Review: 'Midsommar'

Shrooms, sunshine and terror await in 'Hereditary' director's sophomore effort
BRIGHT FRIGHT: 'Hereditary' director Ari Aster produces a worthy, and terrifying, encore with 'Midsommar.'

With his latest film Midsommar, director Ari Aster takes up an unsettling yarn and unravels it completely. Aster, whose critically acclaimed Hereditary hit theaters just last summer, sprinkles his latest twisted tale with ceremonial obscurities, hefty doses of psilocybin and plenty of moral delinquency—concocting a narrative about moving on and emotional rebirth.

Featuring eerie Swedish maidens clad in white, Midsommar's official trailer was misleading in the best kind of way, setting the scene and audience expectations long before the film hit theaters. Some anticipated the movie would be a slasher flick that wittingly paid homage to the 1975 cult horror flick, Wicker Man. But Aster being Aster, Midsommar isn't so much about the freaky Nordic festival where it is set as it is about the participants—specifically Dani and Christian.

In the style of Aster's previous female-fronted film, Dani (Florence Pugh) is a central focus of Midsommar. Pugh is a delight, whether she's dancing around the Maypole for hours or sobbing until she faints. Pugh makes Toni Collette's performance in Hereditary seem mild by comparison, conjuring a character so riddled by loss and pain that one can't help but become emotionally invested in her well being.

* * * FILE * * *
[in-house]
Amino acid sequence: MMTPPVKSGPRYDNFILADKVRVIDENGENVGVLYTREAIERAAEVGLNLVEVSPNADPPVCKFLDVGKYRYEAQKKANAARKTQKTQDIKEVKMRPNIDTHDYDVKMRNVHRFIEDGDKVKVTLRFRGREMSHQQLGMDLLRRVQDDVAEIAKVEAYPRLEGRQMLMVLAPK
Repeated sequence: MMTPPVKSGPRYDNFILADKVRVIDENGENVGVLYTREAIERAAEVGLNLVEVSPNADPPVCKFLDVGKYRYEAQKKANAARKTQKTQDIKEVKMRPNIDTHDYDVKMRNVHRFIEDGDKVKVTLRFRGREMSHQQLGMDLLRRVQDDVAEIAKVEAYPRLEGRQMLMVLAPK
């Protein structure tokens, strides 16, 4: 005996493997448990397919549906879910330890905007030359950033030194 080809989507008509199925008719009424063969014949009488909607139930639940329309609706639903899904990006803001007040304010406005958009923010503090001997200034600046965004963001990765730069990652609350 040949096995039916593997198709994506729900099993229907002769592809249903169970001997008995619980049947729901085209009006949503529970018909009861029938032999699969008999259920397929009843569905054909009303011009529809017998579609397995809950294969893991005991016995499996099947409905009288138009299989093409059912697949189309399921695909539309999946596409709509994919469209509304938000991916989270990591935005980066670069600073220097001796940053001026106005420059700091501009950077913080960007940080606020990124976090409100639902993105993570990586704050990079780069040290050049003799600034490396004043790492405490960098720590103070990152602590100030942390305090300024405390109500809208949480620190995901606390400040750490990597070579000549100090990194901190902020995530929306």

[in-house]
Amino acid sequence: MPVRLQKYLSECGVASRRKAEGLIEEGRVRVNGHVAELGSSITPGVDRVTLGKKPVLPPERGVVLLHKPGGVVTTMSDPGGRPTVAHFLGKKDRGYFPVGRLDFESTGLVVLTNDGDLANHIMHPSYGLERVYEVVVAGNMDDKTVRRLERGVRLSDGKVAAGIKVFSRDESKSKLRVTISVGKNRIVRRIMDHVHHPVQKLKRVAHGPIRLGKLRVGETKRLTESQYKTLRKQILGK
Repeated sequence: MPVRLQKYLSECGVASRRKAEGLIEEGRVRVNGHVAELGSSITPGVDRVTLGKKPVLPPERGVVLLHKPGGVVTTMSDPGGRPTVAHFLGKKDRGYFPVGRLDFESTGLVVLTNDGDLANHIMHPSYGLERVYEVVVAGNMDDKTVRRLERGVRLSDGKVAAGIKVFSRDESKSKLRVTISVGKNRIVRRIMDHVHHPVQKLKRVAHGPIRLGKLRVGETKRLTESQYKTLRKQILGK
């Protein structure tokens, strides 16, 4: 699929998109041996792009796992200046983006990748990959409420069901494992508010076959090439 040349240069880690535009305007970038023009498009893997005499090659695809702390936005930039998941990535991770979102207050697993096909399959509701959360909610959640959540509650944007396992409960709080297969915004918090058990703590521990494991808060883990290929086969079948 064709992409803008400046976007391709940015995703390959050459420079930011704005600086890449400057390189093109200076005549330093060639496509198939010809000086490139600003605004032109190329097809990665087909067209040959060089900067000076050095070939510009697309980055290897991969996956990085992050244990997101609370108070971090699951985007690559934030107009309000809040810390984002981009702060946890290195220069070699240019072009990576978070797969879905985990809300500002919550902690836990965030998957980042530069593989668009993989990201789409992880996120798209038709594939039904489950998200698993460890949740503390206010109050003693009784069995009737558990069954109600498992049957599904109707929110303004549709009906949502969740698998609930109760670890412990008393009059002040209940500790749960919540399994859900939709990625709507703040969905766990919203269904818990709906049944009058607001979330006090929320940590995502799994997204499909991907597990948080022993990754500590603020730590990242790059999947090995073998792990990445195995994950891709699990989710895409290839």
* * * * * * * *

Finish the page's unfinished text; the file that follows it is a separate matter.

Midsommar is absolutely petrifying and definitely has the upper hand on Hereditary, with a faster pace and generally more explicit moments, including a rather efflorescent sex scene. Aster isn't concerned with censoring the graphic parts of his films, throwing viewers head first into the carnage. His films thrive off of shock factor; hence, the iconic gore scenes in Hereditary. In illustrating the heinous side of humanity, Aster exposed viewers to the characters' extensive range of emotions. Paralleling Hereditary, Midsommar fixates on the raw emotions associated with loss, particularly grief-induced hysteria.

The moments depicting drug use initially allude to Paddy Brethnach's Shrooms, with hallucinogens becoming the film's catalyst. But Aster's subtle, unnerving visions imitating a psychedelic trip are executed so the drugs don't play too big of a role or steal the show. If anything, the psilocybin trips provided a few lighter moments in this summer's most terrifying film.

Midsommar wouldn't be a true art-house horror film without montages of arcane imagery paired with an anxiety-inducing score, composed by Bobby Krilic—a.k.a. the Haxan Cloak. Coupled with Aster's talent for devising excruciatingly uncomfortable scenes full of undeniable tension, the duo crafted what some are saying is this year's creepiest film score. After riding this rollercoaster of liturgical sacrifice, you won't be able to get Krilic's composition or Pugh's heart-wrenching wails out of your head.

R; 147 Mins.

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